If pictures are worth a thousand words, do photographers have the right to determine the message that they communicate?
In 2006, Elaine Huguenin, a wedding photographer in New Mexico, received an inquiry from Vanessa Wilcox to photograph her same-sex commitment ceremony. Elaine respectfully declined. She and her husband, Jonathan, couldn’t in good conscience use their artistic talents to tell the story of a ceremony that conflicts with their faith. Ms. Willock found another photographer, but nevertheless filed a complaint with the New Mexico Human Rights Commission.
The Huguenins started calling lawyers, and Jordan Lorence of Alliance Defending Freedom was the first to respond. He told them that Alliance Defending Freedom would take their case and provide free legal services, but they were in for a long, hard haul. “This could be big, guys,” he told them. “Are you prepared for that?”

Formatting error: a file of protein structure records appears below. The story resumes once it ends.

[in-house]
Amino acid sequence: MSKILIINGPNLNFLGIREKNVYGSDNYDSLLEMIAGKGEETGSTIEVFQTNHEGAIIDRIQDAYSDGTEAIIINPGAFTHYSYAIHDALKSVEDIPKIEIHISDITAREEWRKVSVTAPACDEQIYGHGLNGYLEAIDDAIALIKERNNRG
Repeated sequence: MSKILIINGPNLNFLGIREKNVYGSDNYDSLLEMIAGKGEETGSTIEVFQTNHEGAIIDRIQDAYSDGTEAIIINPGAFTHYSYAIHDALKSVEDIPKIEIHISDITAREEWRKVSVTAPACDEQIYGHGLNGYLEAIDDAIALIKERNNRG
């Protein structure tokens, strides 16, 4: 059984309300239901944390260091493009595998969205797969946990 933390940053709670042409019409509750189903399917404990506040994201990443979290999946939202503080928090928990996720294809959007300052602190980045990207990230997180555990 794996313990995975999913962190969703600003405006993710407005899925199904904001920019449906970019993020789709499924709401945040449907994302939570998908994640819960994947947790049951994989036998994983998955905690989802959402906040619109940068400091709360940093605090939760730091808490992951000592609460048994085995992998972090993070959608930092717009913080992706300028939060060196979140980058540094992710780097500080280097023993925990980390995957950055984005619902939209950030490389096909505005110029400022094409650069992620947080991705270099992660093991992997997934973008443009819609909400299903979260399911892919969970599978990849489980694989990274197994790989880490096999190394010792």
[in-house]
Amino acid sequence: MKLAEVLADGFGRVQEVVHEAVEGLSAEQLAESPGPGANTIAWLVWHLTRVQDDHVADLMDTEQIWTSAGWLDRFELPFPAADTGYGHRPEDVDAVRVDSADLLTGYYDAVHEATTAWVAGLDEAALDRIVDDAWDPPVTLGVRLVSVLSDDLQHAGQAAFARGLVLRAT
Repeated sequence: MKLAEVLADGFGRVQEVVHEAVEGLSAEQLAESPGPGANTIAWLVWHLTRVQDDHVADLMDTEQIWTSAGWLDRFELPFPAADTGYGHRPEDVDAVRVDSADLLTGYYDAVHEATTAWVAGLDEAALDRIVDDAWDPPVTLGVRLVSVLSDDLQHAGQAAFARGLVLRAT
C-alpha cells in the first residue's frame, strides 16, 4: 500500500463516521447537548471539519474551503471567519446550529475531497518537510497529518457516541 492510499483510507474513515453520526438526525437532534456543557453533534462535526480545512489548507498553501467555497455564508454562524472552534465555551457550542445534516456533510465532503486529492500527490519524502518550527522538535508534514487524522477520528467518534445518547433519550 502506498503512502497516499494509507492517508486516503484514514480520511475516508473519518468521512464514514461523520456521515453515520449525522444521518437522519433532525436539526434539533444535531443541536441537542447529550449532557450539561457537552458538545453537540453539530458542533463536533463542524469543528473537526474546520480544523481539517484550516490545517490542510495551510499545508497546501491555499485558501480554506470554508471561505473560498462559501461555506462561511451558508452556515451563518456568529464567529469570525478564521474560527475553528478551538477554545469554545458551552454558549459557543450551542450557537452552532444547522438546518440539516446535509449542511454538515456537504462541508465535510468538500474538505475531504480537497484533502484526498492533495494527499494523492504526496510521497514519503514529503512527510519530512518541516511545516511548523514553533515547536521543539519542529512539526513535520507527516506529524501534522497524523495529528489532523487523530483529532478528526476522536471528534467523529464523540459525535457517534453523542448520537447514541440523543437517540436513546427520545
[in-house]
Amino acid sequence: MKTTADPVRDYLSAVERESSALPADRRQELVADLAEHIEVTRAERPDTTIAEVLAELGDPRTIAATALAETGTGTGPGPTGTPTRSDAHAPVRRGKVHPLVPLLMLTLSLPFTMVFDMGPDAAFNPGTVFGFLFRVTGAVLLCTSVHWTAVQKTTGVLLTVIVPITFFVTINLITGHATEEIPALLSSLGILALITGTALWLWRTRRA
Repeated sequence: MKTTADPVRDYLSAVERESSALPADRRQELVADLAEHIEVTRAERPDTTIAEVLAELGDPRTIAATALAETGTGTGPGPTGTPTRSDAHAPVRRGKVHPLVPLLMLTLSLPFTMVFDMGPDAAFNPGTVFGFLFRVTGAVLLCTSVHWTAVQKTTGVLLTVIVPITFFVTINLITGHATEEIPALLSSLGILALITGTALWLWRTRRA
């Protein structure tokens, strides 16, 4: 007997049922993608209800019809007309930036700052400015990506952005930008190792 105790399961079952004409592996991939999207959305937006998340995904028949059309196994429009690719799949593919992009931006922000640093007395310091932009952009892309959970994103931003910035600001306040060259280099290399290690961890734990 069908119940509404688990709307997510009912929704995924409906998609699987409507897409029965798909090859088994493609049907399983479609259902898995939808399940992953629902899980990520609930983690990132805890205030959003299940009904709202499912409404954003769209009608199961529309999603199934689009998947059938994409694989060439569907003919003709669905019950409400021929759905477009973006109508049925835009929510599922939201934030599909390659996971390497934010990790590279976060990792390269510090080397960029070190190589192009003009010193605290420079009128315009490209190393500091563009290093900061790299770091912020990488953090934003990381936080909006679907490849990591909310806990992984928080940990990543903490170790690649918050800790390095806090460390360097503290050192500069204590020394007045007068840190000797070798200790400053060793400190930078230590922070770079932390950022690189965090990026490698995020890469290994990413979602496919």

Jonathan and Elaine committed to seeing the case through, even after they found out Elaine was pregnant. Despite the stress of media attention, hate mail, and even threats, the Huguenins believe this happened to them for a reason. “It’s been a trial, literally and figuratively,” Elaine said. “It’s been something that has brought us a lot closer to God. Although nobody in their right mind would ask for a trial, the fact that we’ve been able to grow through this has been really… encouraging.”
The New Mexico Supreme Court ruled on August 22, 2013 against Jonathan and Elaine. One of the justices said that the Huguenins are “now are compelled by law to compromise the very religious beliefs that inspire their lives,” and he declared that this compulsion “is the price of citizenship.”
On November 8, 2013, Alliance Defending Freedom asked the U.S. Supreme Court to hear the case. Although the Supreme Court reviewed this request at three of its conferences, it declined to review the case on April 7, 2014.
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